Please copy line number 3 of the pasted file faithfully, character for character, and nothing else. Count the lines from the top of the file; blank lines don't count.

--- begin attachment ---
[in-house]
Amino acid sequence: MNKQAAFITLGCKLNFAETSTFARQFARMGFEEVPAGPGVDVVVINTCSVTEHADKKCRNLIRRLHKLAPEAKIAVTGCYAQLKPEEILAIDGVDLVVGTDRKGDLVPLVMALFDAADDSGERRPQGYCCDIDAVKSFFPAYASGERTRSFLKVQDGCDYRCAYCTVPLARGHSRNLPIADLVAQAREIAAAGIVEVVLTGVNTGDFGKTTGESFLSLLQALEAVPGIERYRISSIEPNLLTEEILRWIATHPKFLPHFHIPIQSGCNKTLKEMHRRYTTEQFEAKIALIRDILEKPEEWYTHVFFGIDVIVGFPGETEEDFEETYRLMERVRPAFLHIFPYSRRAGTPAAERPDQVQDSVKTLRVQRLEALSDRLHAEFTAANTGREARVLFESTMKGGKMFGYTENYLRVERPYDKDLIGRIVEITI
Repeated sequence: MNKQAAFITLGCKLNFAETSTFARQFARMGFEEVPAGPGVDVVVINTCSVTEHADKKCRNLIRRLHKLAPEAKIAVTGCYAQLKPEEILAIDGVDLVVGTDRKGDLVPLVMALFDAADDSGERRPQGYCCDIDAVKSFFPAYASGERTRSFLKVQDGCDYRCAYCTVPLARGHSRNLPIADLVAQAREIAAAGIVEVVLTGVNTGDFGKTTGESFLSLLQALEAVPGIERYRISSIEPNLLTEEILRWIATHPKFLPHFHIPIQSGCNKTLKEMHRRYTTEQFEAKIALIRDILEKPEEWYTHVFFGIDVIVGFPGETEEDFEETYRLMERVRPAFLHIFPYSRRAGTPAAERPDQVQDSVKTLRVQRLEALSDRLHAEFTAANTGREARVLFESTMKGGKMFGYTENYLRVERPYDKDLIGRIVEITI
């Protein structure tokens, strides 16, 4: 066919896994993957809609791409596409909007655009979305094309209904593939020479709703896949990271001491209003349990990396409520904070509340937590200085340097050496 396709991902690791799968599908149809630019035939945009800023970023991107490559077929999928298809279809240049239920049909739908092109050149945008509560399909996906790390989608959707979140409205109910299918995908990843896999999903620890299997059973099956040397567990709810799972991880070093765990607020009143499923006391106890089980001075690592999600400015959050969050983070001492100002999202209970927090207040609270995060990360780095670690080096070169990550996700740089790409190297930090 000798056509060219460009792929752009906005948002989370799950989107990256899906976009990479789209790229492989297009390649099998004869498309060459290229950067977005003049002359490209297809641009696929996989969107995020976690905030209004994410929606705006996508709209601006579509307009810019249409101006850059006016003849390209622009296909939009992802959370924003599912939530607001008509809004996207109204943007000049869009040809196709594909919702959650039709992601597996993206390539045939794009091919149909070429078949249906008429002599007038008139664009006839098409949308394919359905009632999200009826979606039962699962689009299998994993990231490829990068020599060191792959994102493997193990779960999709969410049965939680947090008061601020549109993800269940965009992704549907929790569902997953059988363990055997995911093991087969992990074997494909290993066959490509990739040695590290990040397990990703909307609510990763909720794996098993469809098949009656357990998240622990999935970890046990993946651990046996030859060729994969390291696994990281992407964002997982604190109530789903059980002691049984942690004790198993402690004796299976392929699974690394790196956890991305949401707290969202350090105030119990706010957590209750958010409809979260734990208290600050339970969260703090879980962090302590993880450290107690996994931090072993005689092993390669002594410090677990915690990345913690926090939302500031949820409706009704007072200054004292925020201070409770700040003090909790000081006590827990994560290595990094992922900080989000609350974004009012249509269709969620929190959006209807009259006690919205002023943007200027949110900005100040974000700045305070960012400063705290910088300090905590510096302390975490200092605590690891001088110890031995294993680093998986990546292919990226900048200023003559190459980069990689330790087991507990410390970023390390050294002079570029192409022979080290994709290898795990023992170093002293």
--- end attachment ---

Repeated sequence: MNKQAAFITLGCKLNFAETSTFARQFARMGFEEVPAGPGVDVVVINTCSVTEHADKKCRNLIRRLHKLAPEAKIAVTGCYAQLKPEEILAIDGVDLVVGTDRKGDLVPLVMALFDAADDSGERRPQGYCCDIDAVKSFFPAYASGERTRSFLKVQDGCDYRCAYCTVPLARGHSRNLPIADLVAQAREIAAAGIVEVVLTGVNTGDFGKTTGESFLSLLQALEAVPGIERYRISSIEPNLLTEEILRWIATHPKFLPHFHIPIQSGCNKTLKEMHRRYTTEQFEAKIALIRDILEKPEEWYTHVFFGIDVIVGFPGETEEDFEETYRLMERVRPAFLHIFPYSRRAGTPAAERPDQVQDSVKTLRVQRLEALSDRLHAEFTAANTGREARVLFESTMKGGKMFGYTENYLRVERPYDKDLIGRIVEITI